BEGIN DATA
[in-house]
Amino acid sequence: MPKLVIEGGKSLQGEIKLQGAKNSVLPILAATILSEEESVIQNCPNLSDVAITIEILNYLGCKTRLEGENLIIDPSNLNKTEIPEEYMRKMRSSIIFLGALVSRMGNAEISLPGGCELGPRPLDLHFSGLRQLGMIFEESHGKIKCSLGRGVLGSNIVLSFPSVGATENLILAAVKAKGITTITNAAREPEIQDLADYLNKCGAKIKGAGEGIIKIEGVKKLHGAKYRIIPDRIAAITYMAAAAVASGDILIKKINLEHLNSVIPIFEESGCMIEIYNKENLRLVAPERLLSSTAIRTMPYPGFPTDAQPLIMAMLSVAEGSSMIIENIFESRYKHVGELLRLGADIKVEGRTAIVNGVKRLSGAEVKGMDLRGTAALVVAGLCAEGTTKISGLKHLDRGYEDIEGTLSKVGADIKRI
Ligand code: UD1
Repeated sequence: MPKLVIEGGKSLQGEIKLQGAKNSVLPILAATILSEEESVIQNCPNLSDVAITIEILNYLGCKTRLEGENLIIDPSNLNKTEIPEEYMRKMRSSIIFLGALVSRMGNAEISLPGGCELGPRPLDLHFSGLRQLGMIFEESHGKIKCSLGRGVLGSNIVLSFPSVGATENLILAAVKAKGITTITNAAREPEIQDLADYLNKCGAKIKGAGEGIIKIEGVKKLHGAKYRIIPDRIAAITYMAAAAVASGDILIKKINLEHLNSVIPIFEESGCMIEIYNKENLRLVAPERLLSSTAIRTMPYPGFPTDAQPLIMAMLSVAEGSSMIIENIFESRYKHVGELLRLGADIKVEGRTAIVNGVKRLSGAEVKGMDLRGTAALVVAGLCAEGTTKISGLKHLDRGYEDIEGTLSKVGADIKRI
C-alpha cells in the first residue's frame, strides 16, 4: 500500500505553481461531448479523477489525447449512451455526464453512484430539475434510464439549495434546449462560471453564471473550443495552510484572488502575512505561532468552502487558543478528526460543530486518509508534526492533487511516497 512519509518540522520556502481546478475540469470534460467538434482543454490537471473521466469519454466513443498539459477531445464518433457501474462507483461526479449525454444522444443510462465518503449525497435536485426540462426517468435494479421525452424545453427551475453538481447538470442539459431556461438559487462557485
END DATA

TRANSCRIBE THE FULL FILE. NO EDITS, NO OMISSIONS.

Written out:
[in-house]
Amino acid sequence: MPKLVIEGGKSLQGEIKLQGAKNSVLPILAATILSEEESVIQNCPNLSDVAITIEILNYLGCKTRLEGENLIIDPSNLNKTEIPEEYMRKMRSSIIFLGALVSRMGNAEISLPGGCELGPRPLDLHFSGLRQLGMIFEESHGKIKCSLGRGVLGSNIVLSFPSVGATENLILAAVKAKGITTITNAAREPEIQDLADYLNKCGAKIKGAGEGIIKIEGVKKLHGAKYRIIPDRIAAITYMAAAAVASGDILIKKINLEHLNSVIPIFEESGCMIEIYNKENLRLVAPERLLSSTAIRTMPYPGFPTDAQPLIMAMLSVAEGSSMIIENIFESRYKHVGELLRLGADIKVEGRTAIVNGVKRLSGAEVKGMDLRGTAALVVAGLCAEGTTKISGLKHLDRGYEDIEGTLSKVGADIKRI
Ligand code: UD1
Repeated sequence: MPKLVIEGGKSLQGEIKLQGAKNSVLPILAATILSEEESVIQNCPNLSDVAITIEILNYLGCKTRLEGENLIIDPSNLNKTEIPEEYMRKMRSSIIFLGALVSRMGNAEISLPGGCELGPRPLDLHFSGLRQLGMIFEESHGKIKCSLGRGVLGSNIVLSFPSVGATENLILAAVKAKGITTITNAAREPEIQDLADYLNKCGAKIKGAGEGIIKIEGVKKLHGAKYRIIPDRIAAITYMAAAAVASGDILIKKINLEHLNSVIPIFEESGCMIEIYNKENLRLVAPERLLSSTAIRTMPYPGFPTDAQPLIMAMLSVAEGSSMIIENIFESRYKHVGELLRLGADIKVEGRTAIVNGVKRLSGAEVKGMDLRGTAALVVAGLCAEGTTKISGLKHLDRGYEDIEGTLSKVGADIKRI
C-alpha cells in the first residue's frame, strides 16, 4: 500500500505553481461531448479523477489525447449512451455526464453512484430539475434510464439549495434546449462560471453564471473550443495552510484572488502575512505561532468552502487558543478528526460543530486518509508534526492533487511516497 512519509518540522520556502481546478475540469470534460467538434482543454490537471473521466469519454466513443498539459477531445464518433457501474462507483461526479449525454444522444443510462465518503449525497435536485426540462426517468435494479421525452424545453427551475453538481447538470442539459431556461438559487462557485